In a case that could have ramifications for online prescribing and telemedicine, on April 19, 2009, a Colorado physician, Christian Hageseth, was sentenced to nine months in jail for prescribing the antidepressant fluoxetine (generic Prozac) over the Internet to a California teenager and Stanford student who later committed suicide two months later. There was no evidence that the Prozac caused the death of the student in 2005.
The case is one of the first criminal prosecutions of a practitioner for using telehealth without having a license in the patient's state. In other words, Dr. Hageseth was never present in California at any time during the alleged commission of the unlawful practice of medicine but the California court nevertheless asserted jurisdiction over him.
The physician has already surrendered his medical license. The sentence followed a no contest guilty plea after the California Court of Appeals issued an opinion in May 2007 which held that authorities could cross state lines to pursue criminal charges against Dr. Hageseth. Hageseth v. Superior Court, 150 Cal. App.4th 1399, 59 Cal. Rptr.3d 385.
After sentencing, Hagaseth made a statement that he pled guilty because he was financially and emotionally drained. Hageseth was allowed to serve the sentence in Colorado. He also was ordered to pay $4,200 to reimburse the Medical Board of California for investigation costs.
History Of Case
The case was prosecuted by the San Mateo County District Attorney's Office which followed up on an investigation of Dr. Hageseth's conduct by the Medical Board of California, which referred the case to county authorities for criminal prosecution.
The Medical Board's position was that Dr. Hageseth was not legally practicing telemedicine because he was not licensed in California when he prescribed fluoxetine to 19-year-old John McKay through an Internet pharmacy. Further, the Board indicated it did not meet its telemedicine criteria since there was no face-to-face evaluation nor an established patient-physician relationship. In our opinion, it may have been referred criminally because the California Medical Board did not have any jurisdiction over a Colorado physician.
This case took 3 years to go through the courts and there was a civil lawsuit which was ultimately dismissed. The history is as follows. In 2006, the San Mateo District Attorney's Office filed a felony charge against Dr. Hageseth for practicing medicine without a license under § 2052 of the California Business and Professions Code. Section 2052 provides that any person who "practices . . . any mode of treating the sick . . . in this state, or who diagnoses, treats or prescribes for any . . . physical or mental condition of any person, without having at the time a valid . . . certificate as provided in this chapter or without being authorized to perform the act pursuant to a certificate obtained in accordance with some other provision of law is guilty of a public offense, punishable by a fine not exceeding ten thousand dollars, by imprisonment in the state prison, by imprisonment in a county jail not exceeding one year, or by both”.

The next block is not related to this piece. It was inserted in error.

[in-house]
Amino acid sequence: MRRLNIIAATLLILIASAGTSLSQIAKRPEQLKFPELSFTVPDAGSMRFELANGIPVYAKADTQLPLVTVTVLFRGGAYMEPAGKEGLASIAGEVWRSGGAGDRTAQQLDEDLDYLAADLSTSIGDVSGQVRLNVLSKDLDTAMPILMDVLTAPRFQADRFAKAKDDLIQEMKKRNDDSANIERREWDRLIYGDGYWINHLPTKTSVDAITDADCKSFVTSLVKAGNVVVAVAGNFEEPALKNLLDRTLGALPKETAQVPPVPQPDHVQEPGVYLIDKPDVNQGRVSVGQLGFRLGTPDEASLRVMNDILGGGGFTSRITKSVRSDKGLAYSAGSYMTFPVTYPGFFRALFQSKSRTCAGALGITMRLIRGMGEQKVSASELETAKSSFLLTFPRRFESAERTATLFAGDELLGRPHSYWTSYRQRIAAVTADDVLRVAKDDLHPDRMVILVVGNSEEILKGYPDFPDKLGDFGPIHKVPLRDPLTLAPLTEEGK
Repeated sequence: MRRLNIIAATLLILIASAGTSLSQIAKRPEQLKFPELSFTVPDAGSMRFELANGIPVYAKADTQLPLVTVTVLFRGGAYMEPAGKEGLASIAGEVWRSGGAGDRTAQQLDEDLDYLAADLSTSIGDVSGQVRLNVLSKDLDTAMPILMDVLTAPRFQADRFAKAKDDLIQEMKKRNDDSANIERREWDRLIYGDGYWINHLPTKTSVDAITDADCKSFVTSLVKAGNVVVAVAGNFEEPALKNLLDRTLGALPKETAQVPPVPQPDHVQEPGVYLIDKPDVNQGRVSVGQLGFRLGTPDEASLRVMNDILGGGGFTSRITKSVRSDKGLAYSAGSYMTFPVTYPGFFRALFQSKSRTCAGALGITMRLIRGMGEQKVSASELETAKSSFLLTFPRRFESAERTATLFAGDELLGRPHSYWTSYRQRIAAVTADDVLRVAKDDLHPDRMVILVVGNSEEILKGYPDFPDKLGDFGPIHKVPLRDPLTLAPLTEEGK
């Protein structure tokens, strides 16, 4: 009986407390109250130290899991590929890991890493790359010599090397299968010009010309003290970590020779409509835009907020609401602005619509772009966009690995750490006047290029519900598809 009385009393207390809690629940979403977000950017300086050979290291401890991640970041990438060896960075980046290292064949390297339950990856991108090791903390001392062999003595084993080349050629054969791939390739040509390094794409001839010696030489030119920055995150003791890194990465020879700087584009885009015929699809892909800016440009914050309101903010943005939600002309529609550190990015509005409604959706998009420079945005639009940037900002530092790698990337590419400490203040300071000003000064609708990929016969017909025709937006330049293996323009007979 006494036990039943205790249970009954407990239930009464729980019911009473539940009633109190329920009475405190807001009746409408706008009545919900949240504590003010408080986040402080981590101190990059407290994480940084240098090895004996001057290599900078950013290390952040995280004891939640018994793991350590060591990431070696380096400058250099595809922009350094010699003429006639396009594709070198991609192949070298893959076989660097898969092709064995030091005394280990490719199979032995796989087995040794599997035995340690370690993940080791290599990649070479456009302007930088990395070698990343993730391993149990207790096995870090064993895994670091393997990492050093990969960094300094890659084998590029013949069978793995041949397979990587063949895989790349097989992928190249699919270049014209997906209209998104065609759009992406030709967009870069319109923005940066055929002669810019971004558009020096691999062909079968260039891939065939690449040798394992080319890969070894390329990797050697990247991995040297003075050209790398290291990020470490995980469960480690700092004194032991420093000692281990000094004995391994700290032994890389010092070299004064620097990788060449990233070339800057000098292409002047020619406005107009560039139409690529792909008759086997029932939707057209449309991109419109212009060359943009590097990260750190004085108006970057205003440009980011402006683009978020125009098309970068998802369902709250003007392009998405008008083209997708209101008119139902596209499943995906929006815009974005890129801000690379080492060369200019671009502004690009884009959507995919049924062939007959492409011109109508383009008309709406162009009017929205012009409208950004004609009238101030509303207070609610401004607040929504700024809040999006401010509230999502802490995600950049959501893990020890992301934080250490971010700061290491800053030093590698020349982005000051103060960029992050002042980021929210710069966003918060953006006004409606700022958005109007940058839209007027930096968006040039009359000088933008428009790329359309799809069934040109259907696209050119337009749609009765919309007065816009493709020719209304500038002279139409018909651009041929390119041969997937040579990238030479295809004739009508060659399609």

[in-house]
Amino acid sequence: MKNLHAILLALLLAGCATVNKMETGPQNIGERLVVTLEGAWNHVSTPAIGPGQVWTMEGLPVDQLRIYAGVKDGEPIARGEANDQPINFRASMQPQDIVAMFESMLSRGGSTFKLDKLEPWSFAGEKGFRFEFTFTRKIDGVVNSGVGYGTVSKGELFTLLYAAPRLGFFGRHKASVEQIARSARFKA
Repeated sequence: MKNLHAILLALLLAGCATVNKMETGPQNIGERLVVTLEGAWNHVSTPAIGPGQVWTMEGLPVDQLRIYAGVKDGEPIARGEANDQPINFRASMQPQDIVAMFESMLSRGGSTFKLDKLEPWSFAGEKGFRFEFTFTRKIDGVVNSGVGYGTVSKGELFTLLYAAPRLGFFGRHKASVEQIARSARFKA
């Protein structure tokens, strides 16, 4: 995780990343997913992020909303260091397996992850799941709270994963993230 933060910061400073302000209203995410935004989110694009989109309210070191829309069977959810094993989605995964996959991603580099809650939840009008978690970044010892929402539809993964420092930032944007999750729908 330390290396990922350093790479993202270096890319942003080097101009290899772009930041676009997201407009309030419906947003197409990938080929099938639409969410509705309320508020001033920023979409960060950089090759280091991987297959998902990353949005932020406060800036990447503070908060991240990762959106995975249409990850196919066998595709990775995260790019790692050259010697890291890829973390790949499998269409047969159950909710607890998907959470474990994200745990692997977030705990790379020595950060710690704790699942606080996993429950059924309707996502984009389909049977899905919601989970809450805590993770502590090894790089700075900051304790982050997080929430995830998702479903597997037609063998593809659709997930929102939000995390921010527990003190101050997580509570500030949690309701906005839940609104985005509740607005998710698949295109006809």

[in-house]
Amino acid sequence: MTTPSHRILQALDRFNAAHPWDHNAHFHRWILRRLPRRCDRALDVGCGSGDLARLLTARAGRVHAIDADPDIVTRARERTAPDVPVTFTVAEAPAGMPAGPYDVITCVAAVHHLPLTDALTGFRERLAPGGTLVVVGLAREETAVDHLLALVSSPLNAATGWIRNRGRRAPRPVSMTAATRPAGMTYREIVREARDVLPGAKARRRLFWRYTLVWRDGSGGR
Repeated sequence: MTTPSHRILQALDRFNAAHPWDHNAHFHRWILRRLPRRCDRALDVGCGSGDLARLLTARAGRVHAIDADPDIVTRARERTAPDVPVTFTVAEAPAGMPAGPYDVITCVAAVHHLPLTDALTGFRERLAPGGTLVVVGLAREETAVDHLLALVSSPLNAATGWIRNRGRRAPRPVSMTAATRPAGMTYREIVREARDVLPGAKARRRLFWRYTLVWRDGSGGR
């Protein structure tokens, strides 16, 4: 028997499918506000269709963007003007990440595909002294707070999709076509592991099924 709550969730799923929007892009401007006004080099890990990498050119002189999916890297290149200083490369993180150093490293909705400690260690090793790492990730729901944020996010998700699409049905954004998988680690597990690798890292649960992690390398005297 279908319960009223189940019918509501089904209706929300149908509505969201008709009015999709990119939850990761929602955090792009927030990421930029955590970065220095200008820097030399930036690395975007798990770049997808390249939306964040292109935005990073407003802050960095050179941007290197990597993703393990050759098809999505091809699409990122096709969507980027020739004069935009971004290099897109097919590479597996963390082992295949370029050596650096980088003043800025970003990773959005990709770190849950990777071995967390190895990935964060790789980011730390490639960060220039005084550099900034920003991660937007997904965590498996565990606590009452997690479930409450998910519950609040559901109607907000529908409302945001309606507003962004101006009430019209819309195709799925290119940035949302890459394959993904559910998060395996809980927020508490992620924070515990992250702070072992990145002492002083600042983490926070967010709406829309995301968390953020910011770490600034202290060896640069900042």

The criminal complaint was based on the California Medical Board's investigative report. The report states that, on or about June 11, 2005, John McKay, a resident of San Mateo County, initiated an online purchase of fluoxetine (generic Prozac) on "www. usanetrx. com," an interactive Web site located outside of the United States. The questionnaire McKay received and returned online, which identified him as a resident of this state, was forwarded by operators of the Web site to JRB Health Solutions for processing. JRB, which has its headquarters in Florida and operates a server in Texas, forwarded McKay's purchase request and questionnaire to Dr. Hageseth, its "physician subcontractor," who resided in Fort Collins, Colorado, and was licensed to practice medicine in that state.